Ancestor member of the IOOF

Charles Bowers Obit

This week 52 Ancestors in 52 Weeks theme is as follows:

“The federal census that we use in the US is sometimes comprised of more than one schedule. The one that we usually use is called the “population schedule.” However, there are some censuses that have additional schedules, such as:
– 1850-1880 Agricultural schedules

– 1850-1880 Industry and Manufactures schedules

– 1880 Defective, Dependent, and Delinquent Classes

– 1890 Schedule of Union Veterans and Widows

Have you found your ancestor on one of these schedules? What did you find?

Another way you could look at this theme is to write about something related to an ancestor, such as a church, school, or organization they were affiliated with.”    

I have not found any of my ancestors in any of the schedules listed above.  I have found them in church, school, and organizations.  Mostly, I find this information in the newspapers through the various digitized newspapers.  For example my one ancestor, Charles Bowers, is listed in the Ottawa Free Trader newspaper as belonging to the Independent Order of the Odd Fellows. 

The Independent Order of Odd Fellows (IOOF) is a non-political and non-sectarian international fraternal order founded in 1819 byThomas Wildey in Baltimore, Maryland, United States. Evolving from the Order of the Odd Fellows founded in England during the 1700s, the IOOF was originally charted by the Independent Order of Oddfellows Manchester Unity in England but has operated as an independent organization since 1842, although it maintains an inter-fraternal relationship with the English Order. Beyond fraternal and recreational activities, the Independent Order of Odd Fellows promotes the  Ethic of reciprocity and charity, by implied inspiration of Judeo-Christian ethics.”[1]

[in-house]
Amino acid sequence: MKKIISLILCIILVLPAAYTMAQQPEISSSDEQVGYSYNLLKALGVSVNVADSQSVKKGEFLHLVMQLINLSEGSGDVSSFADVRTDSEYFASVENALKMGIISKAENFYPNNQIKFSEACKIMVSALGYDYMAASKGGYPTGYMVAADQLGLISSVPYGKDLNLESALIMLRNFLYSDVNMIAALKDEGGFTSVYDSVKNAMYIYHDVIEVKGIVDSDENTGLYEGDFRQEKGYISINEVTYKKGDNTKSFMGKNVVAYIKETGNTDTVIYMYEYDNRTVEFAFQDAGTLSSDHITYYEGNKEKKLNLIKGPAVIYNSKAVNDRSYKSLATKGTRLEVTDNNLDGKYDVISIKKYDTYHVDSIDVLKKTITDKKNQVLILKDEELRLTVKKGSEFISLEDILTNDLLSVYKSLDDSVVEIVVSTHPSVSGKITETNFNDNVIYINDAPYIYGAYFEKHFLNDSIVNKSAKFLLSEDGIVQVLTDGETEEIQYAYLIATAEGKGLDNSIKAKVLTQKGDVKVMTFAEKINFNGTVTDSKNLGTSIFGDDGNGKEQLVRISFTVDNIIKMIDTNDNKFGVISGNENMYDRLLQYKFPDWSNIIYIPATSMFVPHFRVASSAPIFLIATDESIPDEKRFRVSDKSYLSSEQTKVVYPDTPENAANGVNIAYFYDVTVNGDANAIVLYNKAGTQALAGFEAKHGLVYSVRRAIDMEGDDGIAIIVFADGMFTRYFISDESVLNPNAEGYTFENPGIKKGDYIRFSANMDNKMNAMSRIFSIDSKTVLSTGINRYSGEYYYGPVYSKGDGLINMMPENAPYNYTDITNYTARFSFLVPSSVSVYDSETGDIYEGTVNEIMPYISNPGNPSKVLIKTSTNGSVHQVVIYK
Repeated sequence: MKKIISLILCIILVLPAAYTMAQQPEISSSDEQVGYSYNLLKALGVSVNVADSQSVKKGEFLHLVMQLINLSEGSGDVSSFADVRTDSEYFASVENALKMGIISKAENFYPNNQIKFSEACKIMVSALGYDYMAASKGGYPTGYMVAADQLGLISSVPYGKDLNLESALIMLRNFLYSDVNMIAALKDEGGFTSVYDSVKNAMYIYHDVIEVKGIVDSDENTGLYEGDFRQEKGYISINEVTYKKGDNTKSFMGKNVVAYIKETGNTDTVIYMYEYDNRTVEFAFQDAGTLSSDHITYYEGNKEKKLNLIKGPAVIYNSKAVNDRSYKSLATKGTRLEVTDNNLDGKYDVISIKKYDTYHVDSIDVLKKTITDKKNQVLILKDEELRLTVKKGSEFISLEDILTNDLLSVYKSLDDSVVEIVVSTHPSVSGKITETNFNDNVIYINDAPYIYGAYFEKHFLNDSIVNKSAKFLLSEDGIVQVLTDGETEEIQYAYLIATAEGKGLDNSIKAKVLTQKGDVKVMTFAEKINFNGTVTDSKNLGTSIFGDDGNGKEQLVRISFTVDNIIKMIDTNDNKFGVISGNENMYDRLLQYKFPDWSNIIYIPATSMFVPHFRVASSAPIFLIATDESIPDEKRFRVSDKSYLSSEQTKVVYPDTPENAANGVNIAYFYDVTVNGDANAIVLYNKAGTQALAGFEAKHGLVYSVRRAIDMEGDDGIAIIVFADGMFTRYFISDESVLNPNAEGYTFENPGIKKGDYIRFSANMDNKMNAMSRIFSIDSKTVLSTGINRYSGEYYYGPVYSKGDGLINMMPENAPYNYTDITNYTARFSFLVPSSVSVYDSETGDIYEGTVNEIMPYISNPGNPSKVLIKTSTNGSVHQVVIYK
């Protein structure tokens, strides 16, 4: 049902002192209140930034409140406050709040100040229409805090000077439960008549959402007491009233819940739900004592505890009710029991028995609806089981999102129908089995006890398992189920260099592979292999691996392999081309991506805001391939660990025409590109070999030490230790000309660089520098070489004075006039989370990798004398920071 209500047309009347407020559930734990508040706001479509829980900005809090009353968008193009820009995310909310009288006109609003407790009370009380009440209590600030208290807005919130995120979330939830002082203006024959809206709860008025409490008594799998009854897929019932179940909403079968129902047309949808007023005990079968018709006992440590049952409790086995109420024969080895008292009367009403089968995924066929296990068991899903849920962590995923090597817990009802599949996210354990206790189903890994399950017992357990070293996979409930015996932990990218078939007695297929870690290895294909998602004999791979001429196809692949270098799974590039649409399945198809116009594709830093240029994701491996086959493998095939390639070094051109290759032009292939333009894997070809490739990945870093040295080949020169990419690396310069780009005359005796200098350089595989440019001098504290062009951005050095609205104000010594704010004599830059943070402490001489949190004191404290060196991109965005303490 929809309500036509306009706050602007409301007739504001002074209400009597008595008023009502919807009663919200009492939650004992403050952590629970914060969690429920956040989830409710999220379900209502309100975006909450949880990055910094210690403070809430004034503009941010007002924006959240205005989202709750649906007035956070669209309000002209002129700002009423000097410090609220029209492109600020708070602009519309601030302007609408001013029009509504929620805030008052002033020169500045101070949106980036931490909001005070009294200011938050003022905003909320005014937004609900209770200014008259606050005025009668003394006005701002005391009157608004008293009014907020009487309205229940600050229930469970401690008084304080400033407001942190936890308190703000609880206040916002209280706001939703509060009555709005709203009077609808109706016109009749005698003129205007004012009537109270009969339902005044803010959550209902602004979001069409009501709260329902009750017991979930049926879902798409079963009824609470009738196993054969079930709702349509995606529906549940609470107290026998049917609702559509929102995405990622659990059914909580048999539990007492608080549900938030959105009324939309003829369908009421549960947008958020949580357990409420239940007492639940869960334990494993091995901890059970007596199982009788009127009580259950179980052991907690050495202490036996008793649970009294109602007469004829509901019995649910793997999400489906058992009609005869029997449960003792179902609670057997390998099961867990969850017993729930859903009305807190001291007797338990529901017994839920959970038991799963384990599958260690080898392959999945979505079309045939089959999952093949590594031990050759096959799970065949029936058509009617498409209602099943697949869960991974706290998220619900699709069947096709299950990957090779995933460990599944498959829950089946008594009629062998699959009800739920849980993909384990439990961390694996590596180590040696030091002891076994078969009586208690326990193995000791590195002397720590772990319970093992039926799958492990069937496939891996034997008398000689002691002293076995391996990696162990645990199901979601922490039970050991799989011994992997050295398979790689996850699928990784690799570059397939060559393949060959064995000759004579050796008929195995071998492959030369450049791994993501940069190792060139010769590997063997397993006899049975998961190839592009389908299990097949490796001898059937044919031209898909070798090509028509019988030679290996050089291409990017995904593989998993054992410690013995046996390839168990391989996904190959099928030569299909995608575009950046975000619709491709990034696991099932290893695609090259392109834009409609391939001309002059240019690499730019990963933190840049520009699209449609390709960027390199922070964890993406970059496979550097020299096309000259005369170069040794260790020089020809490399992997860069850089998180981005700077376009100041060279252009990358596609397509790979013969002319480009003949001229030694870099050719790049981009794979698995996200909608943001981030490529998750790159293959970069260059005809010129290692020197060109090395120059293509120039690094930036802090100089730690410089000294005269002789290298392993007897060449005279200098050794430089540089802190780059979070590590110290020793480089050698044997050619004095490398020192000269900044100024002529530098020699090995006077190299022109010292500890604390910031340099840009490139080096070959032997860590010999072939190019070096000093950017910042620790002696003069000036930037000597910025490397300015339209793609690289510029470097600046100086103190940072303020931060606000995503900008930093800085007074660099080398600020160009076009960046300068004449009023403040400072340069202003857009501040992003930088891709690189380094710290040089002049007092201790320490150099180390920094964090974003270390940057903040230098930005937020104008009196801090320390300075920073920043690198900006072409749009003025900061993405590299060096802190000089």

In December 1879 he is listed as being inducted as an officer[2] and in February 1882 he is listed as the C. P. (Chief Patriarch – presiding officer of encampment) of the Ottawa Encampment #33.[3]  In January of 1883 he is listed as I. G. (Inside Guardian)[4] and in January 1885 he is installed as an officer in lodge #41.[5]  I don’t know if the number changed from 33 to 41 or if it is an entirely different lodge.  This is not the most exciting news, but it does give me a glimpse into his life.  It is just one more component of his life to add to the other parts that make up his whole life. 

I knew he belonged to the IOOF from his obituary, but I did not know the extent of his involvement until I found more information in the newspapers.  His Obituary states that Ottawa Lodge, No 41, IOOF had charge of the obsequies at the cemetery.[6]  It also states that he was a member for over 30 years.[7]

Copyright © 2018 Gail Grunst


[1] From website:

[2] Ottawa Free Trader (Ottawa, Ill.), December 27, 1879,  Image 1.  From:

[3]  Ottawa Free Trader (Ottawa, Ill.), February 25, 1882 Image 1.  From:

[4] Ottawa Free Trader (Ottawa, Ill.), January 13, 1883, Image 1.  From:

[5] Ottawa Free Trader (Ottawa, Ill.), January 3, 1885,  Image 1.  From:

[6] Obituary for Charles Bowers: Republican Times (Ottawa, LaSalle County, Illinois) February 18, 1897.

[7] Ibid.

Leave a Reply

Fill in your details below or click an icon to log in: Logo

You are commenting using your account. Log Out /  Change )

Facebook photo

You are commenting using your Facebook account. Log Out /  Change )

Connecting to %s

This site uses Akismet to reduce spam. Learn how your comment data is processed.